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Photo credit: redfox from Flickr

Pickled Think: Beets

Since reading Barbara Kingsolver’s wonderful book Animal, Vegetable, Mineral: A Year of Food Life, I’ve been resolved to try to eat more locally and even grow our own vegetables. A few years ago Cokebaby and I moved from condo living into a house where we have since been growing an urban container garden.

This year we had a decent summer crop of spinach, arugula, romaine lettuce, cherry tomatoes, jalapeño peppers, and cucumbers. We also have an indoor windowsill herb garden that I’m in charge of and failing at miserably. Somehow, remembering to feed, walk, groom, and play with the dog every day is easier to me than remembering to water a bunch of dirt once or twice a week.

Photo credit: redfox from Flickr

Photo credit: redfox from Flickr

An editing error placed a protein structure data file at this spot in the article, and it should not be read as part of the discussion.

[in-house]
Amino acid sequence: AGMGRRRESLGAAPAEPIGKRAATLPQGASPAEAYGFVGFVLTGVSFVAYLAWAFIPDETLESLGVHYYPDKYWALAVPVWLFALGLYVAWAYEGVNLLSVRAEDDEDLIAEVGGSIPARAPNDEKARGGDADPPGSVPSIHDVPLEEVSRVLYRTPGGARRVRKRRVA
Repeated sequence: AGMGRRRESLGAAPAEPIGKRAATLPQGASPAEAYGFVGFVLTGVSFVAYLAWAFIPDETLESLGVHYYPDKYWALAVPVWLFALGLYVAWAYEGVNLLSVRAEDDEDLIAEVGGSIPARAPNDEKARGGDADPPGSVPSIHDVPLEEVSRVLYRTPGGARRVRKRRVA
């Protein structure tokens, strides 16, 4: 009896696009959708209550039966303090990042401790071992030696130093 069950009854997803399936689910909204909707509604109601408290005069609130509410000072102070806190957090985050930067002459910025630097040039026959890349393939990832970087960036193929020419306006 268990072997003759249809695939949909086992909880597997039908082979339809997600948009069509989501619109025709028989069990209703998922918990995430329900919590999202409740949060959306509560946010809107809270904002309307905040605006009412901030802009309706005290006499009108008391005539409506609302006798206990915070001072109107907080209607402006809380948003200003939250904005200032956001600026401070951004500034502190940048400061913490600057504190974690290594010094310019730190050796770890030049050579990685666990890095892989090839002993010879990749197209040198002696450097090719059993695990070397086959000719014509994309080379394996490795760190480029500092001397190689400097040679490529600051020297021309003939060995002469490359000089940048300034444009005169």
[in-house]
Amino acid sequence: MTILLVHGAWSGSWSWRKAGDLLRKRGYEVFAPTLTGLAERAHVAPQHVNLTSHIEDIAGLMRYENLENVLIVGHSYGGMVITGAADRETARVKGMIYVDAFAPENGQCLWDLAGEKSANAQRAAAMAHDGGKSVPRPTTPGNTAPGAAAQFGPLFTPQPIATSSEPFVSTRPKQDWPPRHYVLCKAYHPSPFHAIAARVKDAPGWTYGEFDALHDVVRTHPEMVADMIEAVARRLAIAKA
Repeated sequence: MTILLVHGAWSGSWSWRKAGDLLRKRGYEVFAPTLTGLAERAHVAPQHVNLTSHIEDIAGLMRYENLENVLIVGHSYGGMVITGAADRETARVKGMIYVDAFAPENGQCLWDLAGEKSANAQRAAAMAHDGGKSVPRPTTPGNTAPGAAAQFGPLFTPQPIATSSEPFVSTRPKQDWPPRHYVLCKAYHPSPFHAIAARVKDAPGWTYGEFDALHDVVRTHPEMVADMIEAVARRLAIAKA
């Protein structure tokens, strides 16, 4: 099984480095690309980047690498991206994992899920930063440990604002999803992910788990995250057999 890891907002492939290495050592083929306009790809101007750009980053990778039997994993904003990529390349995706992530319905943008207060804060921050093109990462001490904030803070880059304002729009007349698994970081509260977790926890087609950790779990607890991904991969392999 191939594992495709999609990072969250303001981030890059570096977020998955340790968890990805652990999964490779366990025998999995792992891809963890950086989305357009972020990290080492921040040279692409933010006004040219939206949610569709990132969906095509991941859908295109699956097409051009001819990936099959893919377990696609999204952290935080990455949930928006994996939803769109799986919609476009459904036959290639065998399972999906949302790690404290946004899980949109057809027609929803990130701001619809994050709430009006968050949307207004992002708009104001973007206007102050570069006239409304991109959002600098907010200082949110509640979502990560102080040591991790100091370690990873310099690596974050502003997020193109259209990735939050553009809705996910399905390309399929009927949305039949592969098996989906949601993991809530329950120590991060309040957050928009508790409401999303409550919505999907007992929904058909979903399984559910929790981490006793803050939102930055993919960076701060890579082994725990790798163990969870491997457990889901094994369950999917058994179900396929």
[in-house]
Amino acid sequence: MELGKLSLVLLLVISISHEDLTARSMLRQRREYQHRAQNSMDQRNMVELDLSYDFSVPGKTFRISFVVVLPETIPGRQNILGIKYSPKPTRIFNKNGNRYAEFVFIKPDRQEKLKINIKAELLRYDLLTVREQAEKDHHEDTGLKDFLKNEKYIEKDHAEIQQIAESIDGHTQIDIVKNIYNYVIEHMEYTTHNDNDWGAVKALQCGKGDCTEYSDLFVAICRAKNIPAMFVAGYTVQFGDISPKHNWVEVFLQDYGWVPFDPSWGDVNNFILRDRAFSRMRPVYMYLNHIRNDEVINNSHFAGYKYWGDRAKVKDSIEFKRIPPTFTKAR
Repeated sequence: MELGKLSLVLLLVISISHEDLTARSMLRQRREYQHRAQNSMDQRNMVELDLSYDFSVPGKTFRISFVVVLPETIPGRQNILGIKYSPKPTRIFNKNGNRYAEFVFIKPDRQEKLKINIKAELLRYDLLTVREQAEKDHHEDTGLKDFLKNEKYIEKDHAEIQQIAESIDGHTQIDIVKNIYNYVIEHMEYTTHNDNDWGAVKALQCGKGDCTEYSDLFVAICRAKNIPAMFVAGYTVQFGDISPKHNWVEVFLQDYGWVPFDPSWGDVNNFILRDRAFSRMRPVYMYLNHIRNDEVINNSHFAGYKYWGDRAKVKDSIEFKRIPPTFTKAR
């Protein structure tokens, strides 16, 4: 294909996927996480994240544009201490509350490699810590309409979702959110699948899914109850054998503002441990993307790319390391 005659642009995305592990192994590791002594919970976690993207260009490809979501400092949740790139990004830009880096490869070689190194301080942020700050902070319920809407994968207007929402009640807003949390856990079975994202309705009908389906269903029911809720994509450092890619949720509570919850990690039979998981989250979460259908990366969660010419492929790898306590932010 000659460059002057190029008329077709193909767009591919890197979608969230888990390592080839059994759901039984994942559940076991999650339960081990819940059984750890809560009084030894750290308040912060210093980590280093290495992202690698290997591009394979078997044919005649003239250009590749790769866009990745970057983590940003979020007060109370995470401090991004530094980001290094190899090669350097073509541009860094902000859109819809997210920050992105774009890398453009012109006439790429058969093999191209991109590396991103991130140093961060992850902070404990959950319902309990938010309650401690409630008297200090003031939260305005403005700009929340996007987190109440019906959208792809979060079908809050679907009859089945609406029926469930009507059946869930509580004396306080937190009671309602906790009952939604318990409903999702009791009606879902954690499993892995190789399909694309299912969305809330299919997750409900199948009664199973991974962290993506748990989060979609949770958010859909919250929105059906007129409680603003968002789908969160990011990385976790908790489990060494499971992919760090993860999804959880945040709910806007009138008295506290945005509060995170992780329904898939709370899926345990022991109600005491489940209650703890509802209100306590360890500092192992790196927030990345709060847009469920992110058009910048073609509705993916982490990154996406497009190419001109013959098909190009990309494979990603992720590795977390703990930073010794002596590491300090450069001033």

Anyway, now as the weather starts to cool down it’s pickling and canning season. Last year saw my first attempt at pickling anything and it was done with great trepidation and fear that I’d be killing us off through botulism. I made what was essentially this recipe for Swedish Pickled Beets but without the pepper. The result was brilliant.

One of the “trade” secrets behind making the job of peeling the beets easier is to boil them whole and then cover them in cold water once they’re cooked. This makes the job of peeling them as simple as popping the skins right off.

The great thing about beets is that they’re actually quite versatile and come in a variety of shades from the standard deep burgundy to candy cane to golden. Not only do they make an excellent side to roast meats and fishcakes, but they’re also fabulous on salads (my fave includes goat cheese and mandarin orange slices).

Recently, I purchased a new recipe book called Bernardin Complete Book of Home Preserving: 400 Delicious and Creative Recipes for Today to go along with a case of large new mason jars. Out of one afternoon the pantry is already stocked with pickled beets and a red root relish (with beets, cabbage, sweet red pepper, and onion) to keep us going for the year.

Now that I’m more comfortable with the process and have a book to refer to, I’m going to try out some other recipes like jams and preserves. Have you tried pickling and canning before? If so, what was the result? Any tips or fave recipes? If not, what’s stopping you?

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